• 23. THIS SELECTION FROM INTERBRAND’S TOP 100 LISTSHOWS WHY BRANDS ARE WORTH PROTECTING: 2001 % CHANGE BRAND VALUEBRAND BRAND VALUE BRAND VS. AS % OFNAME ($MM) PREVIOUS YEAR MARKET CAPCOCA-COLA 68,945 -5% 61%MICROSOFT 65,068 -7% 17%IBM 52,752 -1% 27%FORD 30,092 -17% 66%MERCEDES 21,728 +3% 48%HONDA 14,638 -4% 33%BMW 13,858 +7% 62%KODAK 10,801 -9% 82%GAP 8,746 -6% 35%NIKE 7,589 -5% 66%PEPSI 6,214 -6% 9%XEROX 6,019 -38% 93%APPLE 5,464 -17% 66%STARBUCKS 1,757 +32% 21%
  • 24. COKE’S MARKET CAP, INCLUDING BRAND VALUE: $120 BILLIONWITHOUT THE BRAND,COKE’S GLASS WOULD BE HALF EMPTY. COKE’S MARKET CAP, NOT INCLUDING BRAND VALUE: $50 BILLION
  • 25. PREDICTIONBRAND WILL BECOME THE MOST POWERFULSTRATEGIC TOOL SINCE THE SPREADSHEET.
  • 26. PROBLEMIn most companies, STRATEGY is separated from CREATIVITY by a wide gap.
  • 27. On one side of the gap On the other side areare STRATEGIC THINKERS CREATIVE THINKERSANALYTICAL INTUITIVELOGICAL EMOTIONALLINEAR SPATIALNUMERICAL VISUALVERBAL PHYSICAL
  • 28. DOES THE LEFT BRAIN KNOW WHAT THE RIGHT BRAIN IS DOING?
  • 29. When both sides work together, you can build a charismatic brand.
  • 30. A CHARISMATIC BRAND is any product,service, or organization for whichpeople believe there’s no substitute.
  • 31. QUIZ :Which of these brands are charismatic?AMAZON HITACHI OXO GOODGRIPSAPPLE HOME DEPOT PEPSI-COLABURGER KING IKEA PRELLCOLDWATER CREEK KMART RCADASANI KRISPY KREME REEBOKDISNEY LEVI’S RUBBERMAIDDK BOOKS LONGS DRUGS SAFEWAYEVEREADY MACY’S SAMSUNGFORD MINI COOPER SEARSGENERAL ELECTRIC NEWSWEEK SOUTHWEST AIRLINESGOOGLE NISSAN UNITED ARTISTSHANES NORDSTROM VIRGIN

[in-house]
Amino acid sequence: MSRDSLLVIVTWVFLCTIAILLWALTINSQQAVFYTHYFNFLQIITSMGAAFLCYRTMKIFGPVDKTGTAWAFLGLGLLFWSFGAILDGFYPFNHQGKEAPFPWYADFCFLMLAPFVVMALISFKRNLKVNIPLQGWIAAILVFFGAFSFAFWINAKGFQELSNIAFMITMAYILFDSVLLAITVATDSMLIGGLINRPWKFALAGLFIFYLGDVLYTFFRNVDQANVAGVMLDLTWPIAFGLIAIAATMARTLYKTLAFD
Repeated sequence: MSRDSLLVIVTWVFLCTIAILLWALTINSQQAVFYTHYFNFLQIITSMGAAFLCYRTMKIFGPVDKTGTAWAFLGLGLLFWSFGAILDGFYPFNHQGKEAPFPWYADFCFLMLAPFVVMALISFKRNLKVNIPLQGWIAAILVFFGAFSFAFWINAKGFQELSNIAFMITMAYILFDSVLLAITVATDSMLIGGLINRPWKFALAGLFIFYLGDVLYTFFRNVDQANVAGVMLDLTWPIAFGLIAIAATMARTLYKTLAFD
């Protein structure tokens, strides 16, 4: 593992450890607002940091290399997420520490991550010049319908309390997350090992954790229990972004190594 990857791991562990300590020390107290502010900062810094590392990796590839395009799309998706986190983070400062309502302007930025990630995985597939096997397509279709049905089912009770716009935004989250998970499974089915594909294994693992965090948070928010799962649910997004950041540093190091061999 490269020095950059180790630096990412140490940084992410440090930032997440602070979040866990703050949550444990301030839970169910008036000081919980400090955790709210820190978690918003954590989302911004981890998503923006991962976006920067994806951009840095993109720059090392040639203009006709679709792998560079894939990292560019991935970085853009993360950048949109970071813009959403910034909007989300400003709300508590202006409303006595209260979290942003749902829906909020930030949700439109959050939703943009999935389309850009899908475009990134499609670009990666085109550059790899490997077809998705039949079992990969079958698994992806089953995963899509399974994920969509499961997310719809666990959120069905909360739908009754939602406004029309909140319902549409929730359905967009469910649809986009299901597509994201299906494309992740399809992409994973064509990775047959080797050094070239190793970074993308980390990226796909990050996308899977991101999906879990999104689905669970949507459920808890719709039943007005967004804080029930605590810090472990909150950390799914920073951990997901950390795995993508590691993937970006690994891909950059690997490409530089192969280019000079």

• 32. QUIZ :Which of these brands are charismatic?AMAZON HITACHI OXO GOODGRIPSAPPLE HOME DEPOT PEPSI-COLABURGER KING IKEA PRELLCOLDWATER CREEK KMART RCADASANI KRISPY KREME REEBOKDISNEY LEVI’S RUBBERMAIDDK BOOKS LONGS DRUGS SAFEWAYEVEREADY MACY’S SAMSUNGFORD MINI COOPER SEARSGENERAL ELECTRIC NEWSWEEK SOUTHWEST AIRLINESGOOGLE NISSAN UNITED ARTISTSHANES NORDSTROM VIRGIN
  • 33. Any brand can be charismatic.
  • 34. EVENYOURS.
  • 35. But first,you have to master the FIVE DISCIPLINES OF BRAND-BUILDING .
  • 36. DISCIPLINE 1: DIFFERENTIATE
  • 37. FACT: Our brains act as filters to protect us from too much information.
  • 38. WE’RE HARDWIRED TO NOTICE ONLY WHAT’S DIFFERENT.
  • 39. SOLUTION:BE DIFFERENT.
  • 40. FEATURES BENEFITS EXPERIENCE IDENTIFICATION“What it is” “What it does” “What you feel” “Who you are” 1900 1925 1950 2000 Marketing today is about creating tribes.
  • 41. People join different tribes for different activities. DRIVING VOLKSWAGEN READING AMAZONCOMPUTING DELL SPORTS NIKE COOKING WILLIAMS-SONOMA BANKING CITIBANK TRAVEL ORBITZ